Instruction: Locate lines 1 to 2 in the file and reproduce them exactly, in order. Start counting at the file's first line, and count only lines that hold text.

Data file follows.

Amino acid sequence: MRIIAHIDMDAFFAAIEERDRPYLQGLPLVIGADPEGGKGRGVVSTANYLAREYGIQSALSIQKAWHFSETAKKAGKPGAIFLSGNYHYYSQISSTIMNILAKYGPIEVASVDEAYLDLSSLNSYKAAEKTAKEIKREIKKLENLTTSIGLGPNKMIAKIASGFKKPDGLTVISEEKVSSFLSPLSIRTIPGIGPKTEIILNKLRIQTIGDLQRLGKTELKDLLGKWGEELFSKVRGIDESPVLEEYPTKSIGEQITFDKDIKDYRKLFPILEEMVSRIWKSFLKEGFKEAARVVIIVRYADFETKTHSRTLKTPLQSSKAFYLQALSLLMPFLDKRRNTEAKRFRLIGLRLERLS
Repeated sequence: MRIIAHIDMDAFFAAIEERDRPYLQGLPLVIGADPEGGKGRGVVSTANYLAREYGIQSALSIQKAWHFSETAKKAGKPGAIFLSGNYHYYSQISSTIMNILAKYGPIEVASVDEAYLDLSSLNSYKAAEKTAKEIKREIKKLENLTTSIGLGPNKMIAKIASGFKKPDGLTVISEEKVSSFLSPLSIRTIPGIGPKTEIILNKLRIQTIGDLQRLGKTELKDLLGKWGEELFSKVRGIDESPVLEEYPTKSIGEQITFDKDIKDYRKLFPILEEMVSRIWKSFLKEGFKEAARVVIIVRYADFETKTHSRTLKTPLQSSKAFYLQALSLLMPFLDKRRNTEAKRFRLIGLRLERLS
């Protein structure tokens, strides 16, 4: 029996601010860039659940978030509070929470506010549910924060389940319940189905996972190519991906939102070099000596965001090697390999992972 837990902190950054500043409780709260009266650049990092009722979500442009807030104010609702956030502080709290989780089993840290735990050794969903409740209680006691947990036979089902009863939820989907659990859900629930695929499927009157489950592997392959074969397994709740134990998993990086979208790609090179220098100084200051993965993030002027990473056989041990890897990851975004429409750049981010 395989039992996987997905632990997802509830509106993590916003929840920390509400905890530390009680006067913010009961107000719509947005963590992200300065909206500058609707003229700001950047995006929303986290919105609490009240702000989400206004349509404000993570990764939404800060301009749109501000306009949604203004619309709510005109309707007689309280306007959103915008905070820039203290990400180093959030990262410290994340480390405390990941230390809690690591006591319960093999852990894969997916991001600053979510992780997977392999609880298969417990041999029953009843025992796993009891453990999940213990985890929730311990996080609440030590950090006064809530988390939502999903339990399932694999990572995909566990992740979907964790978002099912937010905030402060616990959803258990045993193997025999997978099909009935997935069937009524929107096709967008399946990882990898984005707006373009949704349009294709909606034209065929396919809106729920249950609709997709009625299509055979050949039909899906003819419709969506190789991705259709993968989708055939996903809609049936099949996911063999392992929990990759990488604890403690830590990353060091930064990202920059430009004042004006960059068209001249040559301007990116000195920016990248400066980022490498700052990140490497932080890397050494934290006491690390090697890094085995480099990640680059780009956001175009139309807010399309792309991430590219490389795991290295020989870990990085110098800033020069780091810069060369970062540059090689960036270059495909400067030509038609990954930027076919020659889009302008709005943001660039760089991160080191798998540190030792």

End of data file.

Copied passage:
Amino acid sequence: MRIIAHIDMDAFFAAIEERDRPYLQGLPLVIGADPEGGKGRGVVSTANYLAREYGIQSALSIQKAWHFSETAKKAGKPGAIFLSGNYHYYSQISSTIMNILAKYGPIEVASVDEAYLDLSSLNSYKAAEKTAKEIKREIKKLENLTTSIGLGPNKMIAKIASGFKKPDGLTVISEEKVSSFLSPLSIRTIPGIGPKTEIILNKLRIQTIGDLQRLGKTELKDLLGKWGEELFSKVRGIDESPVLEEYPTKSIGEQITFDKDIKDYRKLFPILEEMVSRIWKSFLKEGFKEAARVVIIVRYADFETKTHSRTLKTPLQSSKAFYLQALSLLMPFLDKRRNTEAKRFRLIGLRLERLS
Repeated sequence: MRIIAHIDMDAFFAAIEERDRPYLQGLPLVIGADPEGGKGRGVVSTANYLAREYGIQSALSIQKAWHFSETAKKAGKPGAIFLSGNYHYYSQISSTIMNILAKYGPIEVASVDEAYLDLSSLNSYKAAEKTAKEIKREIKKLENLTTSIGLGPNKMIAKIASGFKKPDGLTVISEEKVSSFLSPLSIRTIPGIGPKTEIILNKLRIQTIGDLQRLGKTELKDLLGKWGEELFSKVRGIDESPVLEEYPTKSIGEQITFDKDIKDYRKLFPILEEMVSRIWKSFLKEGFKEAARVVIIVRYADFETKTHSRTLKTPLQSSKAFYLQALSLLMPFLDKRRNTEAKRFRLIGLRLERLS